Remember deciphering Romeo and Juliet in ninth grade—silently, alone, in a paperback edition riddled with footnotes that made it almost impossible to follow the plot?A group of alums wants to change all that. “It’s literature and poetry, but it’s meant to be performed out loud and acted,” says Drew Ledbetter, who earned his MFA from the Brown/Trinity Rep acting program in 2013.
Ledbetter is one of several Brown/Trinity Rep MFA grads acting in a study aid called WordPlay, which allows students to read the plays on their tablets or online while watching the actors’ dialogue on the same screen. Readers can stop the action or jump among scenes as they make their way through Shakespeare’s texts. As Romeo, Ledbetter may be the face that many kids will long associate with that character. (“I can’t even think about that,” he says with a mortified laugh.) WordPlay’s publisher, New Book Press, has thus far produced Macbeth and A Midsummer Night’s Dream, in addition to Romeo and Juliet.
The WordPlay performances are stripped-down, no-frills productions designed to “help kids understand the kind of art it’s supposed to be, to help them understand the context of this work,” Ledbetter says. “It’s for the common man. It’s meant to be fun.”
In Romeo and Juliet, Ledbetter’s former classmate Leicester Landon ’13 MFA plays Romeo’s friend and cousin, Benvolio. “We did a lot of Shakespeare in the MFA program,” Landon says. “But the really interesting thing about the WordPlay project was how it straddled the line between film and stage.” Paring the play down to its bare bones was challenging, he says: “Finding simplicity, minimalism in acting, just telling the story, just using the language—it was hard.”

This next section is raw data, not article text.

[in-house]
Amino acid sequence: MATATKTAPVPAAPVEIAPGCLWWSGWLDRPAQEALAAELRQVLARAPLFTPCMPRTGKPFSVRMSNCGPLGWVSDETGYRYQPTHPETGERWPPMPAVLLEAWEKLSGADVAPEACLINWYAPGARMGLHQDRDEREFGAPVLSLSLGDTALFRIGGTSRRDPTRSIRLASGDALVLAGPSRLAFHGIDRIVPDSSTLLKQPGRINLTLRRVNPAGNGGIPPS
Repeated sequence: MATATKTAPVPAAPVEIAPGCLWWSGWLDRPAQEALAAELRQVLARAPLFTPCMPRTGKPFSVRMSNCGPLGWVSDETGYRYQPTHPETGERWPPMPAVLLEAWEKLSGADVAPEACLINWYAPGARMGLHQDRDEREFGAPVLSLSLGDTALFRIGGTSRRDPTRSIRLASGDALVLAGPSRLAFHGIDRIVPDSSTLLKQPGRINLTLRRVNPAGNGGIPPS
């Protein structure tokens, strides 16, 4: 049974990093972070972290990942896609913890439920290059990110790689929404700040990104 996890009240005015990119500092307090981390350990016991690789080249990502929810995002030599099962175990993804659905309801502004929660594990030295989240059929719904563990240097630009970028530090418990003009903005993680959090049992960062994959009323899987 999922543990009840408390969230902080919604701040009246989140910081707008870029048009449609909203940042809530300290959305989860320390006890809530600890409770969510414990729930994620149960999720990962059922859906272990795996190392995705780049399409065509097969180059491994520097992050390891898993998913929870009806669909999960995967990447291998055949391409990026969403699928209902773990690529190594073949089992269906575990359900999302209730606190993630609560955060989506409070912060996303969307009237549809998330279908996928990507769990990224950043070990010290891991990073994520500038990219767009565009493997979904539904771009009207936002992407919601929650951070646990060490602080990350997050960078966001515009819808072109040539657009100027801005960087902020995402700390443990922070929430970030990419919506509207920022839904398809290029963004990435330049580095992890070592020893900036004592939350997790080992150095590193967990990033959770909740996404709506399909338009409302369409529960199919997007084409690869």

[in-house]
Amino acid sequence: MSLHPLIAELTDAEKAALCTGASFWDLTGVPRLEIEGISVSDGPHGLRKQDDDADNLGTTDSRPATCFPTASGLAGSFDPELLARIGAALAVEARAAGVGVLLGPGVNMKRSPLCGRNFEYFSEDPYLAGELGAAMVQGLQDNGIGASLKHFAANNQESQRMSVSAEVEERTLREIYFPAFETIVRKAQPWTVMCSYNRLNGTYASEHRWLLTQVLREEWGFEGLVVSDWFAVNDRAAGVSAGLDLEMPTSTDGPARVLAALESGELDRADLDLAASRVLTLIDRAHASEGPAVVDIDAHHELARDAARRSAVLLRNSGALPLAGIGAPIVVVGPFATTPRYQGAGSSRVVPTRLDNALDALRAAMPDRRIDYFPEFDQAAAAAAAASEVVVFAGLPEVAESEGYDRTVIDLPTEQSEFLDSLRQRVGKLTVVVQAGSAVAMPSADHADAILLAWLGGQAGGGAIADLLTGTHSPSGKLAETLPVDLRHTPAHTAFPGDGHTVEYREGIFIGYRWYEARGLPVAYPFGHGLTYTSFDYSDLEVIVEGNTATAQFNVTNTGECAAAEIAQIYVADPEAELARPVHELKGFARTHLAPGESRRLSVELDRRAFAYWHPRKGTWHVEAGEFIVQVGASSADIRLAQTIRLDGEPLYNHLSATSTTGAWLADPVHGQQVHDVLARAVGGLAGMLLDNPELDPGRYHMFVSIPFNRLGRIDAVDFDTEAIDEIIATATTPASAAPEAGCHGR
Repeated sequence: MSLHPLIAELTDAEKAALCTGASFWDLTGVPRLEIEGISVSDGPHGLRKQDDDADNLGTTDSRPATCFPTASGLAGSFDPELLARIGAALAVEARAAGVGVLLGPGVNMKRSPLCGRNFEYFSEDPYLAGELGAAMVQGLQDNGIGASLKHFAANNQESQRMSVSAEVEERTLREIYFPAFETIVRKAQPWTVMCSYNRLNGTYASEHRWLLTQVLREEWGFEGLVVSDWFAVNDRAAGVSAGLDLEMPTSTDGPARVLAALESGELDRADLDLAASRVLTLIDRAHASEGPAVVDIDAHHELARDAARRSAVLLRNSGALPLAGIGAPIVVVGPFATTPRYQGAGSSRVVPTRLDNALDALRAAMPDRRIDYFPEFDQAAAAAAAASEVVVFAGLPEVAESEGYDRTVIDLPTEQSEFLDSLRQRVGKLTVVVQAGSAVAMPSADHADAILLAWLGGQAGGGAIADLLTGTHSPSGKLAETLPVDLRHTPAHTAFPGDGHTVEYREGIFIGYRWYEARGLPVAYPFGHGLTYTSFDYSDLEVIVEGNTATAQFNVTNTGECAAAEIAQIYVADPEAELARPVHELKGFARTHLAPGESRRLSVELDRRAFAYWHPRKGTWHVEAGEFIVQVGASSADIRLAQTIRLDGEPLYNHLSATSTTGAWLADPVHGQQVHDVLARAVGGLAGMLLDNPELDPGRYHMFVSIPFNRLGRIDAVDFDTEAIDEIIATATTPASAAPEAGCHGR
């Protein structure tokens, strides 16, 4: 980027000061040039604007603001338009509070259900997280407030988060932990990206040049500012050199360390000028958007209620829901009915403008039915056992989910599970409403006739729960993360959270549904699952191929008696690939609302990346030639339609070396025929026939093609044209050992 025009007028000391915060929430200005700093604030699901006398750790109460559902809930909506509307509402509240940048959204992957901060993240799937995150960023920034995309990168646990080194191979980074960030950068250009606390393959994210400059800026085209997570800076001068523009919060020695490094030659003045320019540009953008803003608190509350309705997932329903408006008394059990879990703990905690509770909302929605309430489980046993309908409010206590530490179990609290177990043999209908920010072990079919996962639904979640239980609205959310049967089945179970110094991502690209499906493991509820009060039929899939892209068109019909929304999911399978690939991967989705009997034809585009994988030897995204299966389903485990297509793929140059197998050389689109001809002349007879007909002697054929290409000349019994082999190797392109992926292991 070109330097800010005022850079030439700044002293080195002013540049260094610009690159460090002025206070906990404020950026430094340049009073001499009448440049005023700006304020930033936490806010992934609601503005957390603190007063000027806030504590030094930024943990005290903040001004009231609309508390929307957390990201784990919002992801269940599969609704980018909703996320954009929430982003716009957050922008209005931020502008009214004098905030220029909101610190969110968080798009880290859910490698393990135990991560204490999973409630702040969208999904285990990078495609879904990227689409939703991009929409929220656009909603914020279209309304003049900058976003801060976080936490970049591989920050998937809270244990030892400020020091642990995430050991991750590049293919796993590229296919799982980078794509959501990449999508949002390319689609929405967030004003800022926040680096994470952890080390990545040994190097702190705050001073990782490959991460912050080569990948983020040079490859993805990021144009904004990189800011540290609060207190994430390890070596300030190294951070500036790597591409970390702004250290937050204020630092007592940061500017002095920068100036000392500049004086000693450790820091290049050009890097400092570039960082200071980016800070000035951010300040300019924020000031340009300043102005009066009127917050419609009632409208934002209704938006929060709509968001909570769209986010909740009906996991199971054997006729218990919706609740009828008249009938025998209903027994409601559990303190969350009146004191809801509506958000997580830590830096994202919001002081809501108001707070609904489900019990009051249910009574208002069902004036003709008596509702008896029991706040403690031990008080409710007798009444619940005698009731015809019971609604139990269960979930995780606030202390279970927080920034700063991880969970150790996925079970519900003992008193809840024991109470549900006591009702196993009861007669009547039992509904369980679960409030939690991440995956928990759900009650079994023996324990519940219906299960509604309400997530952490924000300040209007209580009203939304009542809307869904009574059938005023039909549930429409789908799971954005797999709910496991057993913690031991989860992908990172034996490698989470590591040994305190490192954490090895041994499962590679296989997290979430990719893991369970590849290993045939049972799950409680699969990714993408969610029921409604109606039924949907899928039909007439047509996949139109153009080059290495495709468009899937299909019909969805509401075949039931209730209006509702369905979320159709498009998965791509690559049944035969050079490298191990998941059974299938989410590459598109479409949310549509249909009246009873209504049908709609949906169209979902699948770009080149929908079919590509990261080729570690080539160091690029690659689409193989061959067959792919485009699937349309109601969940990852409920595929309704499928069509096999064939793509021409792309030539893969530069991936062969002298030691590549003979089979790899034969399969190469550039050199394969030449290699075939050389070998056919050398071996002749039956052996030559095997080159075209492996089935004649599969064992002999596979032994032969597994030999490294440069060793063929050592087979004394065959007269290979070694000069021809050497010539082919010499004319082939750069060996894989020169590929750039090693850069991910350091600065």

Landon says he first acted in Shakespeare plays “when I was really young, in summer camp” in his native Louisiana. “The ways Shakespeare touched me at that time were really important,” he says. “I’m really glad we can bring it to people of that same age. It’s nice to pay it forward that way. You’re so cynical when you’re young, but here we’re saying love exists and poetry and magic can happen.”
Landon auditioned for the role via Skype, and through the play he met assistant director Debbie Goodstein ’84 and choreographer Birgitta Victorson ’07 MFA. Victorson says meeting Brown/Trinity graduates she didn’t already know confirmed for her “how big the program has gotten, and how successful. I thought, ‘Wow, they are really putting out good actors!’”
The series’ impact need not be limited to young people, says Alexander Parker, CEO of New Book Press. “It’s stunning how many adults have said to me in almost identical words, ‘I wish I’d had this when I was in high school!’”